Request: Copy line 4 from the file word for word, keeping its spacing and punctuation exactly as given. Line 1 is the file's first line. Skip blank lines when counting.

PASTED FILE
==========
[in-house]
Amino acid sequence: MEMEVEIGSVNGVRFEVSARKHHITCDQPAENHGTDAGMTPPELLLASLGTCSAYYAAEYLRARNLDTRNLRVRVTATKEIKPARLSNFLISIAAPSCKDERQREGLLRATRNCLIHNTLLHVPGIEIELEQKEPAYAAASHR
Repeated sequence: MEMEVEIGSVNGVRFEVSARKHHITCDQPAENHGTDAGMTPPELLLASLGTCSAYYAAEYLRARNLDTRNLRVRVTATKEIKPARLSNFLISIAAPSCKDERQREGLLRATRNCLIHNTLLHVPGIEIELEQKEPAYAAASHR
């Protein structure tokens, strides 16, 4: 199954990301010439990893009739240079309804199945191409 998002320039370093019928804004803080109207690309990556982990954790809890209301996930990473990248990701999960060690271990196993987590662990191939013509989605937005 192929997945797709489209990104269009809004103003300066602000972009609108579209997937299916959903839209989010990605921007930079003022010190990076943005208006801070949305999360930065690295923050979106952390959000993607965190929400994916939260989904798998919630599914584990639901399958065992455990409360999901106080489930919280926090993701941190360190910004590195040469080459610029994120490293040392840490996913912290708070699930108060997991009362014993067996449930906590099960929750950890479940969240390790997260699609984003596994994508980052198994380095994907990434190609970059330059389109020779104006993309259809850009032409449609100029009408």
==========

């Protein structure tokens, strides 16, 4: 199954990301010439990893009739240079309804199945191409 998002320039370093019928804004803080109207690309990556982990954790809890209301996930990473990248990701999960060690271990196993987590662990191939013509989605937005 192929997945797709489209990104269009809004103003300066602000972009609108579209997937299916959903839209989010990605921007930079003022010190990076943005208006801070949305999360930065690295923050979106952390959000993607965190929400994916939260989904798998919630599914584990639901399958065992455990409360999901106080489930919280926090993701941190360190910004590195040469080459610029994120490293040392840490996913912290708070699930108060997991009362014993067996449930906590099960929750950890479940969240390790997260699609984003596994994508980052198994380095994907990434190609970059330059389109020779104006993309259809850009032409449609100029009408």